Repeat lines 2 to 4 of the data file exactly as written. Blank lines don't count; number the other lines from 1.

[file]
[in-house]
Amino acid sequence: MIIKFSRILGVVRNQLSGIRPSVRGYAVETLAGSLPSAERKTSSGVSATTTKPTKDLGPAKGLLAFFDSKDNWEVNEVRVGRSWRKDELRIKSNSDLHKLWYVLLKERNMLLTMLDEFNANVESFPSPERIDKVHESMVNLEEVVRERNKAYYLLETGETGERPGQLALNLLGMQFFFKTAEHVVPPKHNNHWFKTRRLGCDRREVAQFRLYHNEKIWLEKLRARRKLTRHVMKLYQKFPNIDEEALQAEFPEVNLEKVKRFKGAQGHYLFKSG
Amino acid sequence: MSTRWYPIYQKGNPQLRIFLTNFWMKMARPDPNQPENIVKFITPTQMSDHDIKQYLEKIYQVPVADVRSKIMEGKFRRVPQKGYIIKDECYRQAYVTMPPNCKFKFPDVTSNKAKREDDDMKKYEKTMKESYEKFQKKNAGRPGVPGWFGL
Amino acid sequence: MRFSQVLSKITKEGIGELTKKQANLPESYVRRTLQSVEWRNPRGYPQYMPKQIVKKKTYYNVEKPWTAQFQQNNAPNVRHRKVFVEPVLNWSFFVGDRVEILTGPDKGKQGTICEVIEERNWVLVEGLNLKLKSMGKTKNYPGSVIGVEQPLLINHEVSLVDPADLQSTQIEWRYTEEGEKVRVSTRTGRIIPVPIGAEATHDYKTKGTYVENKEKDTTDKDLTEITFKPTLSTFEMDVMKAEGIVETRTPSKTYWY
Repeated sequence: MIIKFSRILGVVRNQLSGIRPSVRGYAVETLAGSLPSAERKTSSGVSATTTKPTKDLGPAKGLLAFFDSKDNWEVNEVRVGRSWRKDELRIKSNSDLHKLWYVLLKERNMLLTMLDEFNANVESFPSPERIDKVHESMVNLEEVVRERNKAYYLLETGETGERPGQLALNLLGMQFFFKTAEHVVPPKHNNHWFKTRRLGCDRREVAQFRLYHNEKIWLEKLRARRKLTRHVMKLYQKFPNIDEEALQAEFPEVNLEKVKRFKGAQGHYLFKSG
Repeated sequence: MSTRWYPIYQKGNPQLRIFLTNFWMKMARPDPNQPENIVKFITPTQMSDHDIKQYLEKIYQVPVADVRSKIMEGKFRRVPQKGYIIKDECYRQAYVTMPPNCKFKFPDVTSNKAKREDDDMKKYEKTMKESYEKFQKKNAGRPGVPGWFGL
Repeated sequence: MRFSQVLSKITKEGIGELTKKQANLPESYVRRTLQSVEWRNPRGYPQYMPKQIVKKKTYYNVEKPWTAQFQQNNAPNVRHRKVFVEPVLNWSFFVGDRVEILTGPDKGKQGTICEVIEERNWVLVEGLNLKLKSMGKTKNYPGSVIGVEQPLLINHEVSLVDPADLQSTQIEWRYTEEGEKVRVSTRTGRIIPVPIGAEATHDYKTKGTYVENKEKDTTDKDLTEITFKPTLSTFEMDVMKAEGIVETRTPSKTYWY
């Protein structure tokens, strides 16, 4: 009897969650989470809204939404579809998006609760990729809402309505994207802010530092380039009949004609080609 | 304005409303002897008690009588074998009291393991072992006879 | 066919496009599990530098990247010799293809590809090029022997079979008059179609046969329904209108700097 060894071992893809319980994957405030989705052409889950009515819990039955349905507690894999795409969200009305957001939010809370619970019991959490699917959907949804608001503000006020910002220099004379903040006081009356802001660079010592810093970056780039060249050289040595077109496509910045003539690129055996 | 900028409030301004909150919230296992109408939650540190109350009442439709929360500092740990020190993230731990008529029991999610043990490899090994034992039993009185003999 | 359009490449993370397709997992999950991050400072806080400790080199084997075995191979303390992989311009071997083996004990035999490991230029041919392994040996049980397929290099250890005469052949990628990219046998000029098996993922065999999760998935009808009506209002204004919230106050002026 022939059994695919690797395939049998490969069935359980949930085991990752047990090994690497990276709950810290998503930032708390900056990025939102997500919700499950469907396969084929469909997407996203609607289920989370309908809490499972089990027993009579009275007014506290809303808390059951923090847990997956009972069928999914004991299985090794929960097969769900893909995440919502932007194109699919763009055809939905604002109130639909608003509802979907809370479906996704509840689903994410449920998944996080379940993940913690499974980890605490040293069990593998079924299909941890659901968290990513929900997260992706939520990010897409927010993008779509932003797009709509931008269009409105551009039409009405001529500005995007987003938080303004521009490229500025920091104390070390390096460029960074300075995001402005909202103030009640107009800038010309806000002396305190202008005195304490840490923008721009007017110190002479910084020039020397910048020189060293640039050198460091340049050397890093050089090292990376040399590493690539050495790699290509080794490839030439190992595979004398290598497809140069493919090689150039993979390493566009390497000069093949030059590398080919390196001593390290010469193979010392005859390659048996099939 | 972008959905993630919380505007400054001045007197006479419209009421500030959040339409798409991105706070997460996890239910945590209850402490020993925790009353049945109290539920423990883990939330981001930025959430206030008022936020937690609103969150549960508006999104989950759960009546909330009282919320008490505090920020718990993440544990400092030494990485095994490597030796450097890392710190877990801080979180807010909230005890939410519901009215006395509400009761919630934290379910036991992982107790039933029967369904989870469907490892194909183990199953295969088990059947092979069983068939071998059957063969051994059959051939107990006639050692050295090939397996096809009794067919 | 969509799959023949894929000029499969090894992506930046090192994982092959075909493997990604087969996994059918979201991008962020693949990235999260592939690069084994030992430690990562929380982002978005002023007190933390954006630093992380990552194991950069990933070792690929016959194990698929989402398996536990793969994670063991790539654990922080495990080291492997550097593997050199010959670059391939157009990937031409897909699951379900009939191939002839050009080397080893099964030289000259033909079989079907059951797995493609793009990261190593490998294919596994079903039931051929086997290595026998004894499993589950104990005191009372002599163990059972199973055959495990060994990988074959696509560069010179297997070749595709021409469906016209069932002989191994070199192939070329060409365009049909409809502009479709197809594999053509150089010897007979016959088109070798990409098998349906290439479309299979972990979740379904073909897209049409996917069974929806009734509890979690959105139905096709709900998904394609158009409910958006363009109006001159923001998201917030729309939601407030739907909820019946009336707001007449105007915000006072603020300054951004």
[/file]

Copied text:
Amino acid sequence: MIIKFSRILGVVRNQLSGIRPSVRGYAVETLAGSLPSAERKTSSGVSATTTKPTKDLGPAKGLLAFFDSKDNWEVNEVRVGRSWRKDELRIKSNSDLHKLWYVLLKERNMLLTMLDEFNANVESFPSPERIDKVHESMVNLEEVVRERNKAYYLLETGETGERPGQLALNLLGMQFFFKTAEHVVPPKHNNHWFKTRRLGCDRREVAQFRLYHNEKIWLEKLRARRKLTRHVMKLYQKFPNIDEEALQAEFPEVNLEKVKRFKGAQGHYLFKSG
Amino acid sequence: MSTRWYPIYQKGNPQLRIFLTNFWMKMARPDPNQPENIVKFITPTQMSDHDIKQYLEKIYQVPVADVRSKIMEGKFRRVPQKGYIIKDECYRQAYVTMPPNCKFKFPDVTSNKAKREDDDMKKYEKTMKESYEKFQKKNAGRPGVPGWFGL
Amino acid sequence: MRFSQVLSKITKEGIGELTKKQANLPESYVRRTLQSVEWRNPRGYPQYMPKQIVKKKTYYNVEKPWTAQFQQNNAPNVRHRKVFVEPVLNWSFFVGDRVEILTGPDKGKQGTICEVIEERNWVLVEGLNLKLKSMGKTKNYPGSVIGVEQPLLINHEVSLVDPADLQSTQIEWRYTEEGEKVRVSTRTGRIIPVPIGAEATHDYKTKGTYVENKEKDTTDKDLTEITFKPTLSTFEMDVMKAEGIVETRTPSKTYWY